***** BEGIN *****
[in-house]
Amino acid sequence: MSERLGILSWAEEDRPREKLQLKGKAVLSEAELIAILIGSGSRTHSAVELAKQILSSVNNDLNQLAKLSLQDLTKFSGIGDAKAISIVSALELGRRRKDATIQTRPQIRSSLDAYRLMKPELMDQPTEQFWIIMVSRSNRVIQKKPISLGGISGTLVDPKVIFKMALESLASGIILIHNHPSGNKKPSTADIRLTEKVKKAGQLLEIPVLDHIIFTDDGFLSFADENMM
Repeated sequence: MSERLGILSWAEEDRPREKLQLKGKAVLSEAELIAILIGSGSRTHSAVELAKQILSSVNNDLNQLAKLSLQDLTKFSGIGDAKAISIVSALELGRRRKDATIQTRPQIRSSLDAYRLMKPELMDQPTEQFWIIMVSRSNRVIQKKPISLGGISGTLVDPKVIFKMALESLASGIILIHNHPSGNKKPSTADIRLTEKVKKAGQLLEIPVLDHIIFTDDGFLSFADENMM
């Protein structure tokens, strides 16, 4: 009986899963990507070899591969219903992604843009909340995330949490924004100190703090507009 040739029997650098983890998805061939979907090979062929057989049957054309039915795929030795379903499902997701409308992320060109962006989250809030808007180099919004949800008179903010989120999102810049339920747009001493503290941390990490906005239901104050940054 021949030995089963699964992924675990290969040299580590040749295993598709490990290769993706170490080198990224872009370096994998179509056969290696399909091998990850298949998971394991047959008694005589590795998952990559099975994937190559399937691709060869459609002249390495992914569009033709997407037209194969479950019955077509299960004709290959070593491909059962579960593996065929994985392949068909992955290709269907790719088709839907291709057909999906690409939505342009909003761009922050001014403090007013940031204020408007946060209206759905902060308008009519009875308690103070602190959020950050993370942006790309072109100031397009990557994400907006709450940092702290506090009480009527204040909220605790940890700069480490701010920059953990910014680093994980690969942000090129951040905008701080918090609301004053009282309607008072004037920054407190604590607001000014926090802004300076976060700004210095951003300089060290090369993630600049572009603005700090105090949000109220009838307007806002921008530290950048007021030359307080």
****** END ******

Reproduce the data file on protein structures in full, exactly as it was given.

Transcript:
[in-house]
Amino acid sequence: MSERLGILSWAEEDRPREKLQLKGKAVLSEAELIAILIGSGSRTHSAVELAKQILSSVNNDLNQLAKLSLQDLTKFSGIGDAKAISIVSALELGRRRKDATIQTRPQIRSSLDAYRLMKPELMDQPTEQFWIIMVSRSNRVIQKKPISLGGISGTLVDPKVIFKMALESLASGIILIHNHPSGNKKPSTADIRLTEKVKKAGQLLEIPVLDHIIFTDDGFLSFADENMM
Repeated sequence: MSERLGILSWAEEDRPREKLQLKGKAVLSEAELIAILIGSGSRTHSAVELAKQILSSVNNDLNQLAKLSLQDLTKFSGIGDAKAISIVSALELGRRRKDATIQTRPQIRSSLDAYRLMKPELMDQPTEQFWIIMVSRSNRVIQKKPISLGGISGTLVDPKVIFKMALESLASGIILIHNHPSGNKKPSTADIRLTEKVKKAGQLLEIPVLDHIIFTDDGFLSFADENMM
């Protein structure tokens, strides 16, 4: 009986899963990507070899591969219903992604843009909340995330949490924004100190703090507009 040739029997650098983890998805061939979907090979062929057989049957054309039915795929030795379903499902997701409308992320060109962006989250809030808007180099919004949800008179903010989120999102810049339920747009001493503290941390990490906005239901104050940054 021949030995089963699964992924675990290969040299580590040749295993598709490990290769993706170490080198990224872009370096994998179509056969290696399909091998990850298949998971394991047959008694005589590795998952990559099975994937190559399937691709060869459609002249390495992914569009033709997407037209194969479950019955077509299960004709290959070593491909059962579960593996065929994985392949068909992955290709269907790719088709839907291709057909999906690409939505342009909003761009922050001014403090007013940031204020408007946060209206759905902060308008009519009875308690103070602190959020950050993370942006790309072109100031397009990557994400907006709450940092702290506090009480009527204040909220605790940890700069480490701010920059953990910014680093994980690969942000090129951040905008701080918090609301004053009282309607008072004037920054407190604590607001000014926090802004300076976060700004210095951003300089060290090369993630600049572009603005700090105090949000109220009838307007806002921008530290950048007021030359307080």